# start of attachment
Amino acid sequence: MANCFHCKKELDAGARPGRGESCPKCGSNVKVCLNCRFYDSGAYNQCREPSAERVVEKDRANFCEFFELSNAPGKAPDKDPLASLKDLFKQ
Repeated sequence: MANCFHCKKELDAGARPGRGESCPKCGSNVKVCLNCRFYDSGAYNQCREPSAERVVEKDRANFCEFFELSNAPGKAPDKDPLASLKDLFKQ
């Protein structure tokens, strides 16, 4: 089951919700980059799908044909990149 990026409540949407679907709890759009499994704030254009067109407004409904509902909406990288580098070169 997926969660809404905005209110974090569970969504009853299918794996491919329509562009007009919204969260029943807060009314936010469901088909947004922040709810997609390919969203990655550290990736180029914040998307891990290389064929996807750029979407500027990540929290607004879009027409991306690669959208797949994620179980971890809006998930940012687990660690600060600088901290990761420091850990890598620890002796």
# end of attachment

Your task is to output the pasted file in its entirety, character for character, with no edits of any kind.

Amino acid sequence: MANCFHCKKELDAGARPGRGESCPKCGSNVKVCLNCRFYDSGAYNQCREPSAERVVEKDRANFCEFFELSNAPGKAPDKDPLASLKDLFKQ
Repeated sequence: MANCFHCKKELDAGARPGRGESCPKCGSNVKVCLNCRFYDSGAYNQCREPSAERVVEKDRANFCEFFELSNAPGKAPDKDPLASLKDLFKQ
């Protein structure tokens, strides 16, 4: 089951919700980059799908044909990149 990026409540949407679907709890759009499994704030254009067109407004409904509902909406990288580098070169 997926969660809404905005209110974090569970969504009853299918794996491919329509562009007009919204969260029943807060009314936010469901088909947004922040709810997609390919969203990655550290990736180029914040998307891990290389064929996807750029979407500027990540929290607004879009027409991306690669959208797949994620179980971890809006998930940012687990660690600060600088901290990761420091850990890598620890002796």